9. Thank you for sharing this very important part of personal and community history. My mother was hospitalized at WPC most of my childhood. We met for the first time in the Chapin Bldg., age eight. As an adult Governor Cuomo appointmented me to the Board of Visitors. As President, I sadly had the responsibility of turning of the lights the day of closure. Once again, thank you for this important documentation and remembrance.
    Dr Richard Hamling, LMHC
    Willard Psychiatric Center, Board of Visitors, 1993

  10. I am trying to locate the burial place of an ancestor I am researching. He died on November 7, 1924 in the Willard State Hospital. He was born in 1852 in England. The two newspaper obituaries differ in his burial place. One said Lakeview Cemetery in Penn Yan and the other said Himrod Cemetery in Yates County. I have researched both cemeteries and cannot locate him in either one. I thought if I could find a copy of his death certificate or patient record, it might indicate exactly where his burial was. Any information you could give me would be appreciated. Thank you.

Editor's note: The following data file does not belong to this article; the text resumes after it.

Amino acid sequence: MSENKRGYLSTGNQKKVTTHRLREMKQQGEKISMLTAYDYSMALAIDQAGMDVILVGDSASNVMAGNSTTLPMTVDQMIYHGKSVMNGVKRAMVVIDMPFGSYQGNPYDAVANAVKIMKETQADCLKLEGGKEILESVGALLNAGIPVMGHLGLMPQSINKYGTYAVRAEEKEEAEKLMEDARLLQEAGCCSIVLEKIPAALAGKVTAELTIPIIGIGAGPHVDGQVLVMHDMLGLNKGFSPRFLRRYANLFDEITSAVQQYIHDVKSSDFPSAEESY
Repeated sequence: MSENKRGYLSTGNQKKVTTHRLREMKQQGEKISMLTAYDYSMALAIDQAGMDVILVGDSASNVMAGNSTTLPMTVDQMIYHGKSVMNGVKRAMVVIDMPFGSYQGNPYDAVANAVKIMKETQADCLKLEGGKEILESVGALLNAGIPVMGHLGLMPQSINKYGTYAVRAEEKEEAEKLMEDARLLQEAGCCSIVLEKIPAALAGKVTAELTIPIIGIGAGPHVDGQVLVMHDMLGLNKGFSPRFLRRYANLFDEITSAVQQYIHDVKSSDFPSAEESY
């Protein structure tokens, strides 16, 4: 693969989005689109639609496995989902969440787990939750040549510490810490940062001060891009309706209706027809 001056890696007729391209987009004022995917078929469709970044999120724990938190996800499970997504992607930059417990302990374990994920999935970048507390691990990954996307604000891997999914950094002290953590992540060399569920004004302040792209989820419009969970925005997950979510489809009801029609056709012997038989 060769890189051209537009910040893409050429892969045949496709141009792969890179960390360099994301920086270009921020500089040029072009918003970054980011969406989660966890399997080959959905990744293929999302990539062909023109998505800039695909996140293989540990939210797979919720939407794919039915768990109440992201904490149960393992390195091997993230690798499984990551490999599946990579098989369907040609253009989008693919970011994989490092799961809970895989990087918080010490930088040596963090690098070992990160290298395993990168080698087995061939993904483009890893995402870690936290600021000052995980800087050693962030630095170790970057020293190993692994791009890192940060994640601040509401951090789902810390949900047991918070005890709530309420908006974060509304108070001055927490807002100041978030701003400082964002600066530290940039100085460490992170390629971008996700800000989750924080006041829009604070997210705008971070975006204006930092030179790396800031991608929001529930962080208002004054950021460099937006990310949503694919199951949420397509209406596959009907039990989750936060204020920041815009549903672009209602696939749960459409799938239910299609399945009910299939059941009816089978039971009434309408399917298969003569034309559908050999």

• Hi Deena, If you call or email the cemeteries they will look up your ancestor and let you know where and when they were buried. I emailed Lake View Cemetery and they did respond. My great-grandmother was buried there in an unmarked grave which means at least the family took her home. The death certificate will also tell you where your loved one is buried. Right now, you would NOT be able to get the medical records because of the HIPAA Law, so I would try contacting the two cemeteries first. Best of Luck to you and keep me posted! -Lin

  11. This is giving me goosebumps. I am so glad to have found you. I have never reblogged somebody, but with your permission I would like. This is just an incredible addition to my review of The Suitcase Project. Thank you & Happy New Year!

  12. Very interesting stuff & great work. congrats. Not only am I a genealogy buff, I have a number of posts regarding WillowBrook State Hospital, on Staten Island where my brother grew up. i know there are many who cannot find out if their relatives died and were buried there, as those graves too, were unmarked.